theresa rebeck 1200x450
theresa rebeck 1200x450

5 Questions with Theresa Rebeck

Theresa Rebeck’s work has appeared on the Broadway and Off-Broadway stage, in film, and on television. Her most recent production, Bernhardt/Hamlet, opened on Broadway in September 2018 starring Tony Award-winner Janet McTeer. This play, along with six of her other works spanning from 2011-2019, will be featured in her new book, Theresa Rebeck: Complete Plays Volume 5, available now from Smith & Kraus.

Theresa Rebeck Complete Plays Volume 5

Theresa answered five questions for Broadway Direct, where she tells us about her new upcoming works, hobbies she’s been focusing on, and how she wanted to become a writer in her childhood.

1. What inspired you to become a writer?

I wanted to be a writer when I was six years old.  It’s hard to explain where ideas come from at that age. I do remember that when I was even younger, I was watching my older sister read books and I thought, “I can do that.” And then I was just taken with the magic of meaning. So I always thought I would be a writer, and then in grade school, I became infatuated with the theater. Three times a year they would put us all on a bus and take us down to Cincinnati Playhouse in the Park, for the student matinee. When I was 12 years old I suddenly got very sick and I didn’t tell anyone because I didn’t want to miss the matinee of something – I think it was A View from the Bridge. Anyway, it turned out I had appendicitis and I almost died, because I was so determined to make that matinee. Was it worth it? I don’t know, but I certainly think those student matinees were a great influence on my life. I grew up seeing Arthur Miller and Tennessee Williams and Shakespeare and Moliere, all of whom were gods to me.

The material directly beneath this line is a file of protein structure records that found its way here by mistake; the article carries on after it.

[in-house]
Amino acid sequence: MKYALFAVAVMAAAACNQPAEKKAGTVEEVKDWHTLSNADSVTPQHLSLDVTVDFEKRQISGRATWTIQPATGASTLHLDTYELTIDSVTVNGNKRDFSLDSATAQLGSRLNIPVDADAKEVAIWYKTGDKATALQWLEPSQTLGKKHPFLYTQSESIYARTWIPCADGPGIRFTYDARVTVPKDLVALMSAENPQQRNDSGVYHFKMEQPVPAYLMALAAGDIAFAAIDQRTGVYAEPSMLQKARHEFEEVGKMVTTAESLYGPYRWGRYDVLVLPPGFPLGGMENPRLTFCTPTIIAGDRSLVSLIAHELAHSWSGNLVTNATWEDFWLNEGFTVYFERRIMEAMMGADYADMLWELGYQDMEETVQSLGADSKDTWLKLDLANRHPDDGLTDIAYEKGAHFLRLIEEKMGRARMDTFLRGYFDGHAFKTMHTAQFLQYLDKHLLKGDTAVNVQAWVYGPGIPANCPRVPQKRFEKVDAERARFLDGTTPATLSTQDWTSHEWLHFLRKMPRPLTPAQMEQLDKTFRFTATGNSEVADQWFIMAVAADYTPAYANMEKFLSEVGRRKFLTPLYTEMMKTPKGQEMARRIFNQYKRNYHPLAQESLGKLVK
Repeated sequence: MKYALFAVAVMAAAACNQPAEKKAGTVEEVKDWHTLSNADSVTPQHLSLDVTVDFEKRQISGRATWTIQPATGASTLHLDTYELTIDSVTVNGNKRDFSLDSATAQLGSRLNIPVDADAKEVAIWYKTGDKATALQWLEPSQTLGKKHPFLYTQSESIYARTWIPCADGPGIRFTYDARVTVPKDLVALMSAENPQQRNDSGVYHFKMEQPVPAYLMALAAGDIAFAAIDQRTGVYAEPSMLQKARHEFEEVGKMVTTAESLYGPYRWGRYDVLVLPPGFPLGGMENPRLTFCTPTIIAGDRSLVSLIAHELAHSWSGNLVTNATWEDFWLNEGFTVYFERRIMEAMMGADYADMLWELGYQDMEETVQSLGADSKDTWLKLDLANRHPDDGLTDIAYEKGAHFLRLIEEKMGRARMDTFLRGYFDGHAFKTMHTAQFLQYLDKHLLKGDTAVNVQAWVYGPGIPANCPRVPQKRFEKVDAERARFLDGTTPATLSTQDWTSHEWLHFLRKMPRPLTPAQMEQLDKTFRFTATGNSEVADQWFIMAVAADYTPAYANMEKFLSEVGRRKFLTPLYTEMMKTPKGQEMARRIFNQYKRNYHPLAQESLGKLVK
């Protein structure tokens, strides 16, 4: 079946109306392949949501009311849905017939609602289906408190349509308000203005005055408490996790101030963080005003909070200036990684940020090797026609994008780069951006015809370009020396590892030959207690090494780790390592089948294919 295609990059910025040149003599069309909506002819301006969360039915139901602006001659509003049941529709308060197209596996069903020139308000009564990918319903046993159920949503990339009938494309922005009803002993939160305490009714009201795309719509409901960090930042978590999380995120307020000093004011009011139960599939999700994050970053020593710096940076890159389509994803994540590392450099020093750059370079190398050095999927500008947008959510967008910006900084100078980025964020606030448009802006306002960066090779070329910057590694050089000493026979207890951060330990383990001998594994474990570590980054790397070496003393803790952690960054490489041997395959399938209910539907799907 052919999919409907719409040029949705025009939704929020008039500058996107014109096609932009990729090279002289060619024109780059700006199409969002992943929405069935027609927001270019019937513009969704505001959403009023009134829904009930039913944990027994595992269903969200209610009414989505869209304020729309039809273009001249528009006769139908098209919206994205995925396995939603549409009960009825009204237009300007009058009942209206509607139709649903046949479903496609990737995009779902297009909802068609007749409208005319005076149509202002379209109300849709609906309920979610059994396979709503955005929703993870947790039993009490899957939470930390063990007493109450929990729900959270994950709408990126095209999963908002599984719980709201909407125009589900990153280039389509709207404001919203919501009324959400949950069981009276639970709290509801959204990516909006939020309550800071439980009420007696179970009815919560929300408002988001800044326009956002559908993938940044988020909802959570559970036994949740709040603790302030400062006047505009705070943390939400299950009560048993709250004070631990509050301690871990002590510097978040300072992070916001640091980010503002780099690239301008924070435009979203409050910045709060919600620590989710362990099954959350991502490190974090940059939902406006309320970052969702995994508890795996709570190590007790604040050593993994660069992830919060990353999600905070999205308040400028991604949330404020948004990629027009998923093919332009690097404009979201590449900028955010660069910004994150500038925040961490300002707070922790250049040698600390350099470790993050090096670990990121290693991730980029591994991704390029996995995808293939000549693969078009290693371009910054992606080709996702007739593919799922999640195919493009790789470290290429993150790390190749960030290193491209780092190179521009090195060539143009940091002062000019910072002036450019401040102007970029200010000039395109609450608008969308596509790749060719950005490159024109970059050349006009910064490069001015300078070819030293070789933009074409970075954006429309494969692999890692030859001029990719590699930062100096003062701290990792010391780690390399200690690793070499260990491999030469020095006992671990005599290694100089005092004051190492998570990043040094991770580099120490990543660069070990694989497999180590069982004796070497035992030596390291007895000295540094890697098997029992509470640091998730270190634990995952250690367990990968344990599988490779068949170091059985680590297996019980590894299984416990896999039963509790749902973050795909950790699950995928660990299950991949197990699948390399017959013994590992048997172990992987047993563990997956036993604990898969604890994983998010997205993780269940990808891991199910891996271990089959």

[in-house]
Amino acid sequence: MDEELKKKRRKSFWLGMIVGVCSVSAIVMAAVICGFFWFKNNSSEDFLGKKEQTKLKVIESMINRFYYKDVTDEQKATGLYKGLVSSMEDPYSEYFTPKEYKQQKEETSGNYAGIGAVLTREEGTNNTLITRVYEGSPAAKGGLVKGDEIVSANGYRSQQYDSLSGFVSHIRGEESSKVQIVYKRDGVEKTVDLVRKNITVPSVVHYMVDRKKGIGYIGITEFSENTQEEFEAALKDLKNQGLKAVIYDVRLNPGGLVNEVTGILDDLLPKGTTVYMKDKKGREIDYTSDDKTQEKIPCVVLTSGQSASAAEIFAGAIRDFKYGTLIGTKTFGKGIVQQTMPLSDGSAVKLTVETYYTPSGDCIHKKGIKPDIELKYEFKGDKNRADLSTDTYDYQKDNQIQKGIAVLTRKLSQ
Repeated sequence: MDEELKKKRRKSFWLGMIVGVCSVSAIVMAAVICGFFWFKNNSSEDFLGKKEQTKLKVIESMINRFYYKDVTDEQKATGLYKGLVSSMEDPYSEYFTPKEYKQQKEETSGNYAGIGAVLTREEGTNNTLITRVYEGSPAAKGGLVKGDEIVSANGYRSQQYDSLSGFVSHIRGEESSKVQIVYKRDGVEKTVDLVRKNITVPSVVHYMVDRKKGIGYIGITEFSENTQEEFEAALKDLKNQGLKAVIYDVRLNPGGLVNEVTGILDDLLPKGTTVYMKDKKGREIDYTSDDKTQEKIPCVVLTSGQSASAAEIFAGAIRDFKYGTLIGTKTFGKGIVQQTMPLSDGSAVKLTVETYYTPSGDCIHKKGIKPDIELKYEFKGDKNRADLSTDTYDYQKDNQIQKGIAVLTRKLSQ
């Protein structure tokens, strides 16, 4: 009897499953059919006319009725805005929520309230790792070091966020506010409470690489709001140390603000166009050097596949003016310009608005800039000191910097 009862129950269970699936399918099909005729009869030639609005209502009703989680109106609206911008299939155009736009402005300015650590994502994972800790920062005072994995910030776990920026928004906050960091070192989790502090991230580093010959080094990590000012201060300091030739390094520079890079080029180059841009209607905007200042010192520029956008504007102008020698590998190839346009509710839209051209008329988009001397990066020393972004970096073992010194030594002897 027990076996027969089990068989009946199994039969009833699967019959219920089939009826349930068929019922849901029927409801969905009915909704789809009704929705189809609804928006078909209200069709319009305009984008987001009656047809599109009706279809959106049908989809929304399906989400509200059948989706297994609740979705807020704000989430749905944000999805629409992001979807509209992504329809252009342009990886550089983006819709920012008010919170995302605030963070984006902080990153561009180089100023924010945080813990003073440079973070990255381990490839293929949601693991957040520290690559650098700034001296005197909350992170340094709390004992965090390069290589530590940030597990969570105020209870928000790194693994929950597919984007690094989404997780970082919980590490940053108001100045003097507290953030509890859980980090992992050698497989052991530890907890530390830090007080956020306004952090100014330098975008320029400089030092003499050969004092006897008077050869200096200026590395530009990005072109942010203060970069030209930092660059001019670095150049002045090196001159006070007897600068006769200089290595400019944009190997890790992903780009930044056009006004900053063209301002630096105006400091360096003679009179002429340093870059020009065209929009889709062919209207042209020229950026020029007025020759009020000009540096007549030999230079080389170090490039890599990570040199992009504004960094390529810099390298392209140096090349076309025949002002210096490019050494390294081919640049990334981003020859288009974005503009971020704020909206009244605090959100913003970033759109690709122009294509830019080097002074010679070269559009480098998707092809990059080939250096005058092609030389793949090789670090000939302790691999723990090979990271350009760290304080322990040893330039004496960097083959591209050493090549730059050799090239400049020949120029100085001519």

2. Who in your field inspires you?

The people who inspire me most in our field are our mighty actors. It has been the privilege of my life to work with these men and women: Alan Rickman, Janet McTeer, Raúl Esparza, Tony Shalhoub, Marin Ireland, Dylan Baker, Alfre Woodard, Julie White, Kristine Nielsen, Ito Aghayere, Matt Saldivar, Hamish Linklater, Lily Rabe, Charlayne Woodard, John Glover, Hettienne Park, John Procaccino, Tim and Tyne Daly, Reg Rogers, the great Christopher Evan Welch, the list goes on and on. It’s impossible to overstate the astonishing gift that all actors have been to my life.  

3. What will audiences be most excited about seeing in your new upcoming works?

Many things I hope! I will say I have been directing more and I hope that I get to keep working with the amazing designers who have stood with me, including Alexander Dodge, Philip Rosenberg, Linda Cho, Tilly Grimes, and Fitz Patton. When we start to move back into the theater, one of my first projects will be my play Enlightenment, which is about witchcraft and the Declaration of Independence. That is going to happen at the Arena Stage in Washington D.C.  

4. What are some things you’ve always wanted to do that you’re able to spend time on now?

I had some Spanish from high school and college and I’ve always wanted to go back and just be better at it, which I had started trying just before the pandemic hit.  And here is something everyone needs to know: In Spanish, there are 18 verb tenses, and the direct object and indirect object go in all sorts of different places. This might have driven me crazy in other circumstances but because I was under quarantine it was something I simply had to accept. I think it’s very good for my brain to be moving around this new, and to me, mysterious land.  It has been a great gift to my life.

 5. What NYC spot are you missing most now?

I miss too many to name. 

You can find Theresa Rebeck’s new book now, and follow her on Twitter @TheresaRebeck.